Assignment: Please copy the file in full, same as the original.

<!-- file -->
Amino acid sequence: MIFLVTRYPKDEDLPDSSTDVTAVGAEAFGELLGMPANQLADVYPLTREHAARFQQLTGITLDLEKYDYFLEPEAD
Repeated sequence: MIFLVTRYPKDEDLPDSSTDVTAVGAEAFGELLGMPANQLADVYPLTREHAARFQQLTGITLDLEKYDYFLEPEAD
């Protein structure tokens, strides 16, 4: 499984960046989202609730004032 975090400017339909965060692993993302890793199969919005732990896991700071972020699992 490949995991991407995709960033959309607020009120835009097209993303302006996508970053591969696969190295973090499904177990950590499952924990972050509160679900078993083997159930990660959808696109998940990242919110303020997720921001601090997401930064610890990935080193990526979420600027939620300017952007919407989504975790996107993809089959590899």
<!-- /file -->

Amino acid sequence: MIFLVTRYPKDEDLPDSSTDVTAVGAEAFGELLGMPANQLADVYPLTREHAARFQQLTGITLDLEKYDYFLEPEAD
Repeated sequence: MIFLVTRYPKDEDLPDSSTDVTAVGAEAFGELLGMPANQLADVYPLTREHAARFQQLTGITLDLEKYDYFLEPEAD
């Protein structure tokens, strides 16, 4: 499984960046989202609730004032 975090400017339909965060692993993302890793199969919005732990896991700071972020699992 490949995991991407995709960033959309607020009120835009097209993303302006996508970053591969696969190295973090499904177990950590499952924990972050509160679900078993083997159930990660959808696109998940990242919110303020997720921001601090997401930064610890990935080193990526979420600027939620300017952007919407989504975790996107993809089959590899």